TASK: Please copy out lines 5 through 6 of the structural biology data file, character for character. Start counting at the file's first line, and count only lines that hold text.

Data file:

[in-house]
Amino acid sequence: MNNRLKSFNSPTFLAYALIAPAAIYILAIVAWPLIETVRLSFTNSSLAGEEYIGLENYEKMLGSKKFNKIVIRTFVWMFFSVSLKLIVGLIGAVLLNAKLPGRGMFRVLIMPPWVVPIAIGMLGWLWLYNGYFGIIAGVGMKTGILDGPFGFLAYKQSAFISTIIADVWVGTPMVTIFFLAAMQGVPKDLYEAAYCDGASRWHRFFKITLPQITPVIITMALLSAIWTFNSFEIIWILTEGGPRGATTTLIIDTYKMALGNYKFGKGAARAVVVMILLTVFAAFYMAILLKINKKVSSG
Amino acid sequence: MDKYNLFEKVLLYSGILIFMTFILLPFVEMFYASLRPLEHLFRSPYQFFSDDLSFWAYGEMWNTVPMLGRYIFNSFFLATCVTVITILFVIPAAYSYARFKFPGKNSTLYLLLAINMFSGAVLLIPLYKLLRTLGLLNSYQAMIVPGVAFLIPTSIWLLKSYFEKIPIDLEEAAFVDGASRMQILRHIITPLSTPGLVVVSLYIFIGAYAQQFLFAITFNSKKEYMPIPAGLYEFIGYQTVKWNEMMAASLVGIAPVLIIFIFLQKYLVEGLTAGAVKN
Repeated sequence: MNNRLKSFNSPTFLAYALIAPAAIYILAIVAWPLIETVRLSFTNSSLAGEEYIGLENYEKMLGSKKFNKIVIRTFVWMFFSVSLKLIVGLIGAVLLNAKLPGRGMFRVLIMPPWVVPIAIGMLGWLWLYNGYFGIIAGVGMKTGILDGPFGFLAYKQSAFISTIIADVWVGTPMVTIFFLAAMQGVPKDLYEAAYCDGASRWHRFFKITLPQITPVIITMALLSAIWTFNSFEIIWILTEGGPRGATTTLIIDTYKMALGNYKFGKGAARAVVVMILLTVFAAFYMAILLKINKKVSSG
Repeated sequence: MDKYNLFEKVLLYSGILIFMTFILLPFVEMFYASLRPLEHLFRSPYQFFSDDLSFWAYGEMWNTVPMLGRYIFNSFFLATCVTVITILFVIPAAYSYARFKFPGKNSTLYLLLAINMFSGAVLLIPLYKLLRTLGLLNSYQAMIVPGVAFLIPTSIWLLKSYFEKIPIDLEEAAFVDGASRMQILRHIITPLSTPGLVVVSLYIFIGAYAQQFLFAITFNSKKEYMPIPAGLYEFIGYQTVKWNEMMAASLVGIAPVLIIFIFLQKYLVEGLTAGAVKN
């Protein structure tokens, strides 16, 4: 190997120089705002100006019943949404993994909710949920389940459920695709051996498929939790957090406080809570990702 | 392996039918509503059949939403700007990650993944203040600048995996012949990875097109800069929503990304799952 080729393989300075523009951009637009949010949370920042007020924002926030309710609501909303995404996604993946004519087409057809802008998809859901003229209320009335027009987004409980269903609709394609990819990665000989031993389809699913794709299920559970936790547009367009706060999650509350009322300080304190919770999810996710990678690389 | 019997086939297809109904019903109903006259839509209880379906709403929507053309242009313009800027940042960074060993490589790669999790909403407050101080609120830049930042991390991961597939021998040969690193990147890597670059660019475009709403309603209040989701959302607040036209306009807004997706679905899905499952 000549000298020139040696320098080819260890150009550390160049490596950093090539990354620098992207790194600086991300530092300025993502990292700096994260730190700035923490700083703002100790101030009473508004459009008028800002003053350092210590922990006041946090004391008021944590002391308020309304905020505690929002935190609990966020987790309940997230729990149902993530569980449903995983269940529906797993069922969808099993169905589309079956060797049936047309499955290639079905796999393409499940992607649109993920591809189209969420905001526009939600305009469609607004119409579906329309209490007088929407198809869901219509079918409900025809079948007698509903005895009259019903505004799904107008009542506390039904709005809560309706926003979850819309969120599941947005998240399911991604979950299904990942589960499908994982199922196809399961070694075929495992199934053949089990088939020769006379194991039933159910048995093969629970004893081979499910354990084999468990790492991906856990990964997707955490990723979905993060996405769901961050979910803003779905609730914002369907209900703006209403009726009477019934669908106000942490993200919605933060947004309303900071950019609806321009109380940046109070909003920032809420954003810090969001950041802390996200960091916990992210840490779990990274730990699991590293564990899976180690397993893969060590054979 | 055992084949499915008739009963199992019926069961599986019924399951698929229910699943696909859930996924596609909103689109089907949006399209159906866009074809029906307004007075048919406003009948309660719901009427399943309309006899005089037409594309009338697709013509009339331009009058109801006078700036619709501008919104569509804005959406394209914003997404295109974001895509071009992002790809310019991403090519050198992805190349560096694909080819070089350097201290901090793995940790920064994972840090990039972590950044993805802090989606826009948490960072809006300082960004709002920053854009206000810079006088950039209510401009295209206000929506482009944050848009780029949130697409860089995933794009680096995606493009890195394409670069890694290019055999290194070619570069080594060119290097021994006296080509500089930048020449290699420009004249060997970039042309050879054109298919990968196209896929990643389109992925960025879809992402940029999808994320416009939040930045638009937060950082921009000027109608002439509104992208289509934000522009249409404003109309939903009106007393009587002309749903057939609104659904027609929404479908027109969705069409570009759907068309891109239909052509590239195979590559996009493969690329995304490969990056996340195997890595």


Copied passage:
Repeated sequence: MDKYNLFEKVLLYSGILIFMTFILLPFVEMFYASLRPLEHLFRSPYQFFSDDLSFWAYGEMWNTVPMLGRYIFNSFFLATCVTVITILFVIPAAYSYARFKFPGKNSTLYLLLAINMFSGAVLLIPLYKLLRTLGLLNSYQAMIVPGVAFLIPTSIWLLKSYFEKIPIDLEEAAFVDGASRMQILRHIITPLSTPGLVVVSLYIFIGAYAQQFLFAITFNSKKEYMPIPAGLYEFIGYQTVKWNEMMAASLVGIAPVLIIFIFLQKYLVEGLTAGAVKN
């Protein structure tokens, strides 16, 4: 190997120089705002100006019943949404993994909710949920389940459920695709051996498929939790957090406080809570990702 | 392996039918509503059949939403700007990650993944203040600048995996012949990875097109800069929503990304799952 080729393989300075523009951009637009949010949370920042007020924002926030309710609501909303995404996604993946004519087409057809802008998809859901003229209320009335027009987004409980269903609709394609990819990665000989031993389809699913794709299920559970936790547009367009706060999650509350009322300080304190919770999810996710990678690389 | 019997086939297809109904019903109903006259839509209880379906709403929507053309242009313009800027940042960074060993490589790669999790909403407050101080609120830049930042991390991961597939021998040969690193990147890597670059660019475009709403309603209040989701959302607040036209306009807004997706679905899905499952 000549000298020139040696320098080819260890150009550390160049490596950093090539990354620098992207790194600086991300530092300025993502990292700096994260730190700035923490700083703002100790101030009473508004459009008028800002003053350092210590922990006041946090004391008021944590002391308020309304905020505690929002935190609990966020987790309940997230729990149902993530569980449903995983269940529906797993069922969808099993169905589309079956060797049936047309499955290639079905796999393409499940992607649109993920591809189209969420905001526009939600305009469609607004119409579906329309209490007088929407198809869901219509079918409900025809079948007698509903005895009259019903505004799904107008009542506390039904709005809560309706926003979850819309969120599941947005998240399911991604979950299904990942589960499908994982199922196809399961070694075929495992199934053949089990088939020769006379194991039933159910048995093969629970004893081979499910354990084999468990790492991906856990990964997707955490990723979905993060996405769901961050979910803003779905609730914002369907209900703006209403009726009477019934669908106000942490993200919605933060947004309303900071950019609806321009109380940046109070909003920032809420954003810090969001950041802390996200960091916990992210840490779990990274730990699991590293564990899976180690397993893969060590054979 | 055992084949499915008739009963199992019926069961599986019924399951698929229910699943696909859930996924596609909103689109089907949006399209159906866009074809029906307004007075048919406003009948309660719901009427399943309309006899005089037409594309009338697709013509009339331009009058109801006078700036619709501008919104569509804005959406394209914003997404295109974001895509071009992002790809310019991403090519050198992805190349560096694909080819070089350097201290901090793995940790920064994972840090990039972590950044993805802090989606826009948490960072809006300082960004709002920053854009206000810079006088950039209510401009295209206000929506482009944050848009780029949130697409860089995933794009680096995606493009890195394409670069890694290019055999290194070619570069080594060119290097021994006296080509500089930048020449290699420009004249060997970039042309050879054109298919990968196209896929990643389109992925960025879809992402940029999808994320416009939040930045638009937060950082921009000027109608002439509104992208289509934000522009249409404003109309939903009106007393009587002309749903057939609104659904027609929404479908027109969705069409570009759907068309891109239909052509590239195979590559996009493969690329995304490969990056996340195997890595």